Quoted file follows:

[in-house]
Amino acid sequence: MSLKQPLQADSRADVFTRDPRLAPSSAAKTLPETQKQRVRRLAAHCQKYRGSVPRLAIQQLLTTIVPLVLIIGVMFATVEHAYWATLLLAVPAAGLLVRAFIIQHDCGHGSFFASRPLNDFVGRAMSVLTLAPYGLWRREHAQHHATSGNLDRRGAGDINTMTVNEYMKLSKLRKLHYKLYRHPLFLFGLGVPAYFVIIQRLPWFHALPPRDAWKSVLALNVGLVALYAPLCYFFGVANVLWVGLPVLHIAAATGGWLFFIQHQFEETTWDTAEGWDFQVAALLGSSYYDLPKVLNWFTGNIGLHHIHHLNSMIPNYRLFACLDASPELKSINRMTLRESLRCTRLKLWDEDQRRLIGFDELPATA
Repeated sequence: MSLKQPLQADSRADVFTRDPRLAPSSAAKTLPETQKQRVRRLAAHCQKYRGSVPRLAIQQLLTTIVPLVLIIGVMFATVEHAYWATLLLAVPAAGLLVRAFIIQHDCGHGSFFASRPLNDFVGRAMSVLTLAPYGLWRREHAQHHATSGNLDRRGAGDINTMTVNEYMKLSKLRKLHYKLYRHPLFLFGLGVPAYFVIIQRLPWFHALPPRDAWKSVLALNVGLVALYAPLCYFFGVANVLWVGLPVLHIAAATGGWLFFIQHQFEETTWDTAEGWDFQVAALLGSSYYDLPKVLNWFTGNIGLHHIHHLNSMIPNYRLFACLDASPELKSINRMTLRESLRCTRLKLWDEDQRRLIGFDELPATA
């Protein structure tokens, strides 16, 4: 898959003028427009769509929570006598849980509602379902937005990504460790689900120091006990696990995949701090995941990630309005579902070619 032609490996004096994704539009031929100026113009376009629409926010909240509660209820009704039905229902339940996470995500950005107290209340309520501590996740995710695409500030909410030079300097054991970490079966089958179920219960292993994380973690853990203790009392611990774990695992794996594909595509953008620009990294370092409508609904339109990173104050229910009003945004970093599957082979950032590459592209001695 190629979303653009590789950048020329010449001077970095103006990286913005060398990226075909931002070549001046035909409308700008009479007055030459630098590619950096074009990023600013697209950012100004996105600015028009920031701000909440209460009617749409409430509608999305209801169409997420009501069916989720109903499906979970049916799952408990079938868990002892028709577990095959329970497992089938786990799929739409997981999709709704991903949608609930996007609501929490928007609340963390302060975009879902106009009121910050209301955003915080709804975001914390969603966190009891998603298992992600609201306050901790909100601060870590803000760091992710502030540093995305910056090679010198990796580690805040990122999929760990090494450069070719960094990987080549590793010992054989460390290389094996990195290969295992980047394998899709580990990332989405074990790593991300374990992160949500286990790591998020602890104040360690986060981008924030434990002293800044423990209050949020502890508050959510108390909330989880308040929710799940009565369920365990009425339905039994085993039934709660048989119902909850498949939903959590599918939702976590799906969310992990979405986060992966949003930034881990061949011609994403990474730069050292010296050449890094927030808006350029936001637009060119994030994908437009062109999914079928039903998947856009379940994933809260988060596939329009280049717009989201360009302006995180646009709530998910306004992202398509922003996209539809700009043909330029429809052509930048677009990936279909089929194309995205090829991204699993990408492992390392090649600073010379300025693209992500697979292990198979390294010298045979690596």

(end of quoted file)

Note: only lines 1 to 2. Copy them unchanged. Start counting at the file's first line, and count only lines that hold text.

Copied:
[in-house]
Amino acid sequence: MSLKQPLQADSRADVFTRDPRLAPSSAAKTLPETQKQRVRRLAAHCQKYRGSVPRLAIQQLLTTIVPLVLIIGVMFATVEHAYWATLLLAVPAAGLLVRAFIIQHDCGHGSFFASRPLNDFVGRAMSVLTLAPYGLWRREHAQHHATSGNLDRRGAGDINTMTVNEYMKLSKLRKLHYKLYRHPLFLFGLGVPAYFVIIQRLPWFHALPPRDAWKSVLALNVGLVALYAPLCYFFGVANVLWVGLPVLHIAAATGGWLFFIQHQFEETTWDTAEGWDFQVAALLGSSYYDLPKVLNWFTGNIGLHHIHHLNSMIPNYRLFACLDASPELKSINRMTLRESLRCTRLKLWDEDQRRLIGFDELPATA